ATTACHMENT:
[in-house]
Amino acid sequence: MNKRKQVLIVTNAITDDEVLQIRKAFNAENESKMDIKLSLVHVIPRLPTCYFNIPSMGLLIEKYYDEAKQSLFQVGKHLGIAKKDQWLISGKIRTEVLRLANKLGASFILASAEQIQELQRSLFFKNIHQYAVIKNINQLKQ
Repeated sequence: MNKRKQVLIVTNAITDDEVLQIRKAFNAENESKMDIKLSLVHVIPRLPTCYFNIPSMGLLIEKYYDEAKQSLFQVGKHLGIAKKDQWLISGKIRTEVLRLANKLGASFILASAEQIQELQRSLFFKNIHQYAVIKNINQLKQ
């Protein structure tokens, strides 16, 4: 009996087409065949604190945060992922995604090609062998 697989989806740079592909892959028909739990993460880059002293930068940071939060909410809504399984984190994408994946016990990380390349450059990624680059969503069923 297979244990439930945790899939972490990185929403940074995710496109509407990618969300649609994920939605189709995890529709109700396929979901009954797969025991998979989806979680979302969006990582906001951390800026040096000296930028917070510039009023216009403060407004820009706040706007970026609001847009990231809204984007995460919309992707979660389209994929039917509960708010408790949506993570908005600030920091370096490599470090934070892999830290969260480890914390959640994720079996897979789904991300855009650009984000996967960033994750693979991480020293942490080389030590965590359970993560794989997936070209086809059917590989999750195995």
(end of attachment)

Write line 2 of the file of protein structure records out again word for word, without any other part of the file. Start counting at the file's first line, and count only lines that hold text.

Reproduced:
Amino acid sequence: MNKRKQVLIVTNAITDDEVLQIRKAFNAENESKMDIKLSLVHVIPRLPTCYFNIPSMGLLIEKYYDEAKQSLFQVGKHLGIAKKDQWLISGKIRTEVLRLANKLGASFILASAEQIQELQRSLFFKNIHQYAVIKNINQLKQ